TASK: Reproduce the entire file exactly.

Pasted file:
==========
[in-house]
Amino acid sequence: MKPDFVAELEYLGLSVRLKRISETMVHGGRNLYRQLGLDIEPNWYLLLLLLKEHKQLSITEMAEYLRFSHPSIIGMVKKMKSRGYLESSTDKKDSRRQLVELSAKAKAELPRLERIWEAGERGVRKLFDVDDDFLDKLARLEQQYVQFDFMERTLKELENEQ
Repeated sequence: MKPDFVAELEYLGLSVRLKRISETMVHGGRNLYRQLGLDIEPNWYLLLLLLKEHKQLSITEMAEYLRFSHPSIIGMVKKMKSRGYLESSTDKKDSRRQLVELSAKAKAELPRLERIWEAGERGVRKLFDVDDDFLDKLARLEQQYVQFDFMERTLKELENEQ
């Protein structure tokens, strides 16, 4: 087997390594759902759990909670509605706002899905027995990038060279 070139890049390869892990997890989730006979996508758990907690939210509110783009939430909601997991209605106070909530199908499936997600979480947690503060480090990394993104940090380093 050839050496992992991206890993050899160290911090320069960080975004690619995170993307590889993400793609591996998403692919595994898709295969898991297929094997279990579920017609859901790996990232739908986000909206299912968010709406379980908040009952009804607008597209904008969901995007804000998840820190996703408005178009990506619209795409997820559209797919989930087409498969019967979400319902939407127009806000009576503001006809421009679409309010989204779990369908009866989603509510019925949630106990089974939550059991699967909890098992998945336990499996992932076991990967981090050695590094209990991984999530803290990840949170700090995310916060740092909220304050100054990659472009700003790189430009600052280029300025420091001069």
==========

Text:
[in-house]
Amino acid sequence: MKPDFVAELEYLGLSVRLKRISETMVHGGRNLYRQLGLDIEPNWYLLLLLLKEHKQLSITEMAEYLRFSHPSIIGMVKKMKSRGYLESSTDKKDSRRQLVELSAKAKAELPRLERIWEAGERGVRKLFDVDDDFLDKLARLEQQYVQFDFMERTLKELENEQ
Repeated sequence: MKPDFVAELEYLGLSVRLKRISETMVHGGRNLYRQLGLDIEPNWYLLLLLLKEHKQLSITEMAEYLRFSHPSIIGMVKKMKSRGYLESSTDKKDSRRQLVELSAKAKAELPRLERIWEAGERGVRKLFDVDDDFLDKLARLEQQYVQFDFMERTLKELENEQ
């Protein structure tokens, strides 16, 4: 087997390594759902759990909670509605706002899905027995990038060279 070139890049390869892990997890989730006979996508758990907690939210509110783009939430909601997991209605106070909530199908499936997600979480947690503060480090990394993104940090380093 050839050496992992991206890993050899160290911090320069960080975004690619995170993307590889993400793609591996998403692919595994898709295969898991297929094997279990579920017609859901790996990232739908986000909206299912968010709406379980908040009952009804607008597209904008969901995007804000998840820190996703408005178009990506619209795409997820559209797919989930087409498969019967979400319902939407127009806000009576503001006809421009679409309010989204779990369908009866989603509510019925949630106990089974939550059991699967909890098992998945336990499996992932076991990967981090050695590094209990991984999530803290990840949170700090995310916060740092909220304050100054990659472009700003790189430009600052280029300025420091001069």